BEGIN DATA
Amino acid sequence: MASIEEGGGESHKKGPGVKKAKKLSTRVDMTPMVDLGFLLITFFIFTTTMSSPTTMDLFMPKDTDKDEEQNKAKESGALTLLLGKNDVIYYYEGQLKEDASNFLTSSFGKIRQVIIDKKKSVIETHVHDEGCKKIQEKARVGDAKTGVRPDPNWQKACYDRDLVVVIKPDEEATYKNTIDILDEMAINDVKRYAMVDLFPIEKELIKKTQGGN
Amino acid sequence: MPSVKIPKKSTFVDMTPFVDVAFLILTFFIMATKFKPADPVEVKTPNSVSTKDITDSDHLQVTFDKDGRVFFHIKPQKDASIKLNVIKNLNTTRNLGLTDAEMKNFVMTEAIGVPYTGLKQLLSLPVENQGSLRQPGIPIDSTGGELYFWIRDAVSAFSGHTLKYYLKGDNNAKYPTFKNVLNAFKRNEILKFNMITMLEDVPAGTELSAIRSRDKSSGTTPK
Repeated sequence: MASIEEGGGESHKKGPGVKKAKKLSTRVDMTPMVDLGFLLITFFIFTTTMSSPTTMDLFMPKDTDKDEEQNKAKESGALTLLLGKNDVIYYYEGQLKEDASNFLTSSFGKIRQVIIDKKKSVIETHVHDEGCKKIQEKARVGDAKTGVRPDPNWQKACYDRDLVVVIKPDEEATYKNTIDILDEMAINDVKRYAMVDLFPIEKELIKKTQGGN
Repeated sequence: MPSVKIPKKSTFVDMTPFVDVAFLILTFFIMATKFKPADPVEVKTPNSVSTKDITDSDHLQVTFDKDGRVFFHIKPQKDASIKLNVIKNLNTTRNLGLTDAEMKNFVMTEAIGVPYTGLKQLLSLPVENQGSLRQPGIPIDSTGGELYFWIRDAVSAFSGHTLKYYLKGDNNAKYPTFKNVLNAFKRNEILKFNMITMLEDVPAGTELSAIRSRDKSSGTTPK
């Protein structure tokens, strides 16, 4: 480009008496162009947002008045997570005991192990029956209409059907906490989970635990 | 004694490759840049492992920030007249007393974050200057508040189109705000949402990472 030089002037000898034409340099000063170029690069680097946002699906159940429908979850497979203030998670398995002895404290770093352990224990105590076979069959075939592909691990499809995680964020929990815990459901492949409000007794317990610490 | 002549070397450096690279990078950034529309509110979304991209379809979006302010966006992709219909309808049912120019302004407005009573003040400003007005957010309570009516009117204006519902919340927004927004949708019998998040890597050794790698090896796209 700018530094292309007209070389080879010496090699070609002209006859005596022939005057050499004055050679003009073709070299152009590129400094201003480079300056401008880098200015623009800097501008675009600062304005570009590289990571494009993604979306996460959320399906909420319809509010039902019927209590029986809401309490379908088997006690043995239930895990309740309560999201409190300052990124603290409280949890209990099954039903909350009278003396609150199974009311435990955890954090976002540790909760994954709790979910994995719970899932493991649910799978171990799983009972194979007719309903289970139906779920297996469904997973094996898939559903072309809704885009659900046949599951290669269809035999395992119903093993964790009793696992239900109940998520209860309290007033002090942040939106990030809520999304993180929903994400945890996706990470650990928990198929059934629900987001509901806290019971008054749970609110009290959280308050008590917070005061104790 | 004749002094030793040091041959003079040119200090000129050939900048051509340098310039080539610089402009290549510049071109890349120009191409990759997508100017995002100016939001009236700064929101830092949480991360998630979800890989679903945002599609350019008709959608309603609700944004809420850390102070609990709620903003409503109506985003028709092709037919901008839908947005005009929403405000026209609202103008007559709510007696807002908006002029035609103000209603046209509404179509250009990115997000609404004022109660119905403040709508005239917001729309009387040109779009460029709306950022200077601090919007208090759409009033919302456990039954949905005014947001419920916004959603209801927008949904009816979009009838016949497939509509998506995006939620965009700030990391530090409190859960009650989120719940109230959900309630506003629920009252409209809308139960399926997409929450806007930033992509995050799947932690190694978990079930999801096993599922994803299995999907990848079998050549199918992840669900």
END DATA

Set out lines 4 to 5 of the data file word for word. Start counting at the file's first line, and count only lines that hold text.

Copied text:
Repeated sequence: MPSVKIPKKSTFVDMTPFVDVAFLILTFFIMATKFKPADPVEVKTPNSVSTKDITDSDHLQVTFDKDGRVFFHIKPQKDASIKLNVIKNLNTTRNLGLTDAEMKNFVMTEAIGVPYTGLKQLLSLPVENQGSLRQPGIPIDSTGGELYFWIRDAVSAFSGHTLKYYLKGDNNAKYPTFKNVLNAFKRNEILKFNMITMLEDVPAGTELSAIRSRDKSSGTTPK
């Protein structure tokens, strides 16, 4: 480009008496162009947002008045997570005991192990029956209409059907906490989970635990 | 004694490759840049492992920030007249007393974050200057508040189109705000949402990472 030089002037000898034409340099000063170029690069680097946002699906159940429908979850497979203030998670398995002895404290770093352990224990105590076979069959075939592909691990499809995680964020929990815990459901492949409000007794317990610490 | 002549070397450096690279990078950034529309509110979304991209379809979006302010966006992709219909309808049912120019302004407005009573003040400003007005957010309570009516009117204006519902919340927004927004949708019998998040890597050794790698090896796209 700018530094292309007209070389080879010496090699070609002209006859005596022939005057050499004055050679003009073709070299152009590129400094201003480079300056401008880098200015623009800097501008675009600062304005570009590289990571494009993604979306996460959320399906909420319809509010039902019927209590029986809401309490379908088997006690043995239930895990309740309560999201409190300052990124603290409280949890209990099954039903909350009278003396609150199974009311435990955890954090976002540790909760994954709790979910994995719970899932493991649910799978171990799983009972194979007719309903289970139906779920297996469904997973094996898939559903072309809704885009659900046949599951290669269809035999395992119903093993964790009793696992239900109940998520209860309290007033002090942040939106990030809520999304993180929903994400945890996706990470650990928990198929059934629900987001509901806290019971008054749970609110009290959280308050008590917070005061104790 | 004749002094030793040091041959003079040119200090000129050939900048051509340098310039080539610089402009290549510049071109890349120009191409990759997508100017995002100016939001009236700064929101830092949480991360998630979800890989679903945002599609350019008709959608309603609700944004809420850390102070609990709620903003409503109506985003028709092709037919901008839908947005005009929403405000026209609202103008007559709510007696807002908006002029035609103000209603046209509404179509250009990115997000609404004022109660119905403040709508005239917001729309009387040109779009460029709306950022200077601090919007208090759409009033919302456990039954949905005014947001419920916004959603209801927008949904009816979009009838016949497939509509998506995006939620965009700030990391530090409190859960009650989120719940109230959900309630506003629920009252409209809308139960399926997409929450806007930033992509995050799947932690190694978990079930999801096993599922994803299995999907990848079998050549199918992840669900």